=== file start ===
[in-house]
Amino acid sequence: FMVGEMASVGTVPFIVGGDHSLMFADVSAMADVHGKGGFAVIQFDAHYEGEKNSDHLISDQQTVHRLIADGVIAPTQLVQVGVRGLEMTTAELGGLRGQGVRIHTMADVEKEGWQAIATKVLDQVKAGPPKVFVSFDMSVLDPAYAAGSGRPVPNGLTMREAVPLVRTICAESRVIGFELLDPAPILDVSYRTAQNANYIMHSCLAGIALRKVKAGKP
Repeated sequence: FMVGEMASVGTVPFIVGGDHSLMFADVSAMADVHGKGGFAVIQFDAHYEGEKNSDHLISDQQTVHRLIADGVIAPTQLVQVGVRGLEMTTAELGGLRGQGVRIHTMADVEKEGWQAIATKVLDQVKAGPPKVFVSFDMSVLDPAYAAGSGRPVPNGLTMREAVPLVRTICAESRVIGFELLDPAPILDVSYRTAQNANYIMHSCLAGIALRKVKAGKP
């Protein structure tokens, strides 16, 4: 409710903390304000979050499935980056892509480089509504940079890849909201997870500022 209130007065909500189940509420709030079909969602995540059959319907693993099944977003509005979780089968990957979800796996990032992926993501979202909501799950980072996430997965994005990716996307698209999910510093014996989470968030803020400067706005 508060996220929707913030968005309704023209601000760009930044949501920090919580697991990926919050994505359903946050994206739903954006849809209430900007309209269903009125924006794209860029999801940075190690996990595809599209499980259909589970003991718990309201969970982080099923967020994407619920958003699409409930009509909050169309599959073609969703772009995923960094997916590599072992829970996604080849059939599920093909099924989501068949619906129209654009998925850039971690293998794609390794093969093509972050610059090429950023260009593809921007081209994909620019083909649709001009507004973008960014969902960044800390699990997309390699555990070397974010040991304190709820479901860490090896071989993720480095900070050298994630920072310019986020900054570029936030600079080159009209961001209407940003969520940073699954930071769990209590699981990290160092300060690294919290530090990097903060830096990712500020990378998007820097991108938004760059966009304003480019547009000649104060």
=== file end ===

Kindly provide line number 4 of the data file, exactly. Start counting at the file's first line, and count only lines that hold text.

């Protein structure tokens, strides 16, 4: 409710903390304000979050499935980056892509480089509504940079890849909201997870500022 209130007065909500189940509420709030079909969602995540059959319907693993099944977003509005979780089968990957979800796996990032992926993501979202909501799950980072996430997965994005990716996307698209999910510093014996989470968030803020400067706005 508060996220929707913030968005309704023209601000760009930044949501920090919580697991990926919050994505359903946050994206739903954006849809209430900007309209269903009125924006794209860029999801940075190690996990595809599209499980259909589970003991718990309201969970982080099923967020994407619920958003699409409930009509909050169309599959073609969703772009995923960094997916590599072992829970996604080849059939599920093909099924989501068949619906129209654009998925850039971690293998794609390794093969093509972050610059090429950023260009593809921007081209994909620019083909649709001009507004973008960014969902960044800390699990997309390699555990070397974010040991304190709820479901860490090896071989993720480095900070050298994630920072310019986020900054570029936030600079080159009209961001209407940003969520940073699954930071769990209590699981990290160092300060690294919290530090990097903060830096990712500020990378998007820097991108938004760059966009304003480019547009000649104060």